The cross-industry Self-Regulatory Principles for Online Behavioral Advertising was developed by   leading industry associations to apply  consumer-friendly standards to online  behavioral advertising  across the Internet. Online behavioral advertising increasingly supports the convenient access to  content, services, and applications over the Internet that consumers have come to expect at no cost   to them.

The Education Principle calls for organizations to participate in efforts to educate individuals and businesses about online behavioral advertising and the Principles.

The Transparency Principle calls for clearer and easily accessible disclosures to consumers about data collection and use practices associated with online behavioral advertising. It will result in new, enhanced notice on the page where data is collected through links embedded in or around advertisements, or on the Web page itself.

The Consumer Control Principle provides consumers with an expanded ability to choose whether data is collected and used for online behavioral advertising purposes. This choice will be available through a link from the notice provided on the Web page where data is collected.

The Consumer Control Principle requires “service providers”, a term that includes Internet access service providers and providers of desktop applications software such as Web browser “tool bars” to obtain the consent of users before engaging in online behavioral advertising, and take steps to de-identify the data used for such purposes.

The Data Security Principle calls for organizations to provide appropriate security for, and limited retention of data, collected and used for online behavioral advertising purposes.

The Material Changes Principle calls for obtaining consumer consent before a Material Change is made to an entity’s Online Behavioral Advertising data collection and use policies unless that change will result in less collection or use of data.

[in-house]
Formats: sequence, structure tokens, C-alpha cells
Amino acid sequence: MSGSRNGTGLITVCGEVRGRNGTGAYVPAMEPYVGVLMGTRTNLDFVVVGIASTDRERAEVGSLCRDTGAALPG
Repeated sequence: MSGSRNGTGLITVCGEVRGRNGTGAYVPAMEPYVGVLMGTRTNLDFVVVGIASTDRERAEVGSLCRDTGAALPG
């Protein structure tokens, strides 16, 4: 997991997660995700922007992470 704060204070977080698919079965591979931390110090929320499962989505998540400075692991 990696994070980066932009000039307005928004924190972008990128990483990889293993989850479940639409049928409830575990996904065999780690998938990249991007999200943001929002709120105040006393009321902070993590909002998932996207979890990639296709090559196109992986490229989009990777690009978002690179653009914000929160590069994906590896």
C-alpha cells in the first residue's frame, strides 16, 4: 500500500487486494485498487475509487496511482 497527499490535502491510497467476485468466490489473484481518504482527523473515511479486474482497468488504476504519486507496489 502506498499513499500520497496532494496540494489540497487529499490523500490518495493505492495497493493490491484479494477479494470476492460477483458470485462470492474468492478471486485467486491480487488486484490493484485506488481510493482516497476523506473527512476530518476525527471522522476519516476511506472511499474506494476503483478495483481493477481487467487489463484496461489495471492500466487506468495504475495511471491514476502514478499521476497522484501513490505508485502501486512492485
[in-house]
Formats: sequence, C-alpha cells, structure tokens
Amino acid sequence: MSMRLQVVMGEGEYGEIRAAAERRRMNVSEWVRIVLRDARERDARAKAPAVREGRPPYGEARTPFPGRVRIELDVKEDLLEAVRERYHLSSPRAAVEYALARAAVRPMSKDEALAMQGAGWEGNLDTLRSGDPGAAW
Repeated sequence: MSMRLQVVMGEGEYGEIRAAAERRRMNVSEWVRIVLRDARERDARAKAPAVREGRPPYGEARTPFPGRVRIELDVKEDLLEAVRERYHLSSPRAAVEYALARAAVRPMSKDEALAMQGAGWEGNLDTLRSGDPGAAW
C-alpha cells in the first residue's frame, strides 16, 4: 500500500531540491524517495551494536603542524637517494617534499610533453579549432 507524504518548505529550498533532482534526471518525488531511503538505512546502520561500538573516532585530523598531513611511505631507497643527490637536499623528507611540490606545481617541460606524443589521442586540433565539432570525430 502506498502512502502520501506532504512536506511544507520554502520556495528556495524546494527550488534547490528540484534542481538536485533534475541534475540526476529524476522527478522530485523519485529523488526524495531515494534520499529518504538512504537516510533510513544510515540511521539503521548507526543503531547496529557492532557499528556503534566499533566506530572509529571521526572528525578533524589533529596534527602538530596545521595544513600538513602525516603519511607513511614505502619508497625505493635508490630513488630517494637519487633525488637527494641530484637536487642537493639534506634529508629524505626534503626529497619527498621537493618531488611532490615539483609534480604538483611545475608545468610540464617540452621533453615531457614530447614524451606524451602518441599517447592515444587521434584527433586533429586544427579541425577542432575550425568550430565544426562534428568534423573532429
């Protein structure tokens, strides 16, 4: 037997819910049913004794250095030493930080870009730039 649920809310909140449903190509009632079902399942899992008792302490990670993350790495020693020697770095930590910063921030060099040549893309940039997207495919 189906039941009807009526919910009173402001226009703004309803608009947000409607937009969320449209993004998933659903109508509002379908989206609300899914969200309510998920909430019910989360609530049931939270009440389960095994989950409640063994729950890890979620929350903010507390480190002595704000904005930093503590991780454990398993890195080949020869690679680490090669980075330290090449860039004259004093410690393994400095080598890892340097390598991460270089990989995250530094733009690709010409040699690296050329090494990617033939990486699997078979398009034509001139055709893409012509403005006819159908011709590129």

The Sensitive Data Principle recognizes that data collected from children and used for online behavioral advertising merits heightened protection, and requires parental consent for behavioral advertising to consumers known to be under 13 on child-directed Web sites. This Principle also provides heightened protections to certain health and financial data when attributable to a specific individual.

The Accountability Principle calls for development of programs to further advance these Principles, including programs to monitor and report instances of uncorrected non-compliance with these Principles to appropriate government agencies. The CBBB and DMA have been asked and agreed to work cooperatively to establish accountability mechanisms under the Principles.

 

Ajay- So why the self regulations?

Answer- Shoddy Maths in behaviorally targeted ads is leading to a very high glut in targeted ads, more than can be reasonably expected to click based on consumer spending. On the internet- unlike on television- cost is less of a barrrier to OVER ADVERTISING.

 

Rockmelt: A chromium based browser with a social layer

I kind of liked the latest browser on the block: Rockmelt.

It is based on Chromium open source project, that is primarily lead by Google. In case Facebook wants to buy a browser it can use Rockmelt–provided the mutual powers and angels agree.

I really liked the idea of a social layer- though I am not sure how the analytics embedded within a browser/report should be used.

Basically it re-designs the interface to put your social networks to the margin, thus quite a boon in you have active social media presence on multiple sites or a power reader/surfer. Timely alerts ping you to status/new messages without cluttering your screen and internet experience. Worth atleast a try or first look for the innovator kind of internet customer.

I still prefer the speed of Chrome– because Rockwell interface is still not easy to transition to – it almost adds in 3 dimensions in terms of where your eyeball should be while surfing (to left/right/margin).